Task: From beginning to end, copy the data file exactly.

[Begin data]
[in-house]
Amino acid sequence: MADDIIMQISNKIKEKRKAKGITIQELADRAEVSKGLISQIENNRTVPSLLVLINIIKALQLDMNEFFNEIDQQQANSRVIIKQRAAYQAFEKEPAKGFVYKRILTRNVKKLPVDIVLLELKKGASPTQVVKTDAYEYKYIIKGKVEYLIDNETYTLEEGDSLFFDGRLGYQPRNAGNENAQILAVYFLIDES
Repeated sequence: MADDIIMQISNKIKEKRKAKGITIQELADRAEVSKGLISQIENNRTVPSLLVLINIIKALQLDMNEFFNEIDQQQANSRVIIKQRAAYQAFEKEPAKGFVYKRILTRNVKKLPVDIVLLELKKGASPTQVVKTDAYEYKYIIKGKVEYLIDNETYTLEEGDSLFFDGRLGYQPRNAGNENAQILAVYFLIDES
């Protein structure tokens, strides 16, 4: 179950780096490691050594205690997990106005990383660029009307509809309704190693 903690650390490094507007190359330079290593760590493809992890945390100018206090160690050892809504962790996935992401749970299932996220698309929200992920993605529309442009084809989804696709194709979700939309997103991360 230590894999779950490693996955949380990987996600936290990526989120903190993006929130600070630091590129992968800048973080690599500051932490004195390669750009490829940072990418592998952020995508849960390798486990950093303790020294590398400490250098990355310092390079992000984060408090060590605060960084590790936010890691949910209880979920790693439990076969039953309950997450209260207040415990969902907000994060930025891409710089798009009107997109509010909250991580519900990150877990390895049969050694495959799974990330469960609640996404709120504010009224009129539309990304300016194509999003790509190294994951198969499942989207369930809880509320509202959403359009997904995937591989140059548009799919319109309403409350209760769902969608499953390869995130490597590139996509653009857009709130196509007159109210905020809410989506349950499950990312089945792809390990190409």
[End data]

[in-house]
Amino acid sequence: MADDIIMQISNKIKEKRKAKGITIQELADRAEVSKGLISQIENNRTVPSLLVLINIIKALQLDMNEFFNEIDQQQANSRVIIKQRAAYQAFEKEPAKGFVYKRILTRNVKKLPVDIVLLELKKGASPTQVVKTDAYEYKYIIKGKVEYLIDNETYTLEEGDSLFFDGRLGYQPRNAGNENAQILAVYFLIDES
Repeated sequence: MADDIIMQISNKIKEKRKAKGITIQELADRAEVSKGLISQIENNRTVPSLLVLINIIKALQLDMNEFFNEIDQQQANSRVIIKQRAAYQAFEKEPAKGFVYKRILTRNVKKLPVDIVLLELKKGASPTQVVKTDAYEYKYIIKGKVEYLIDNETYTLEEGDSLFFDGRLGYQPRNAGNENAQILAVYFLIDES
């Protein structure tokens, strides 16, 4: 179950780096490691050594205690997990106005990383660029009307509809309704190693 903690650390490094507007190359330079290593760590493809992890945390100018206090160690050892809504962790996935992401749970299932996220698309929200992920993605529309442009084809989804696709194709979700939309997103991360 230590894999779950490693996955949380990987996600936290990526989120903190993006929130600070630091590129992968800048973080690599500051932490004195390669750009490829940072990418592998952020995508849960390798486990950093303790020294590398400490250098990355310092390079992000984060408090060590605060960084590790936010890691949910209880979920790693439990076969039953309950997450209260207040415990969902907000994060930025891409710089798009009107997109509010909250991580519900990150877990390895049969050694495959799974990330469960609640996404709120504010009224009129539309990304300016194509999003790509190294994951198969499942989207369930809880509320509202959403359009997904995937591989140059548009799919319109309403409350209760769902969608499953390869995130490597590139996509653009857009709130196509007159109210905020809410989506349950499950990312089945792809390990190409």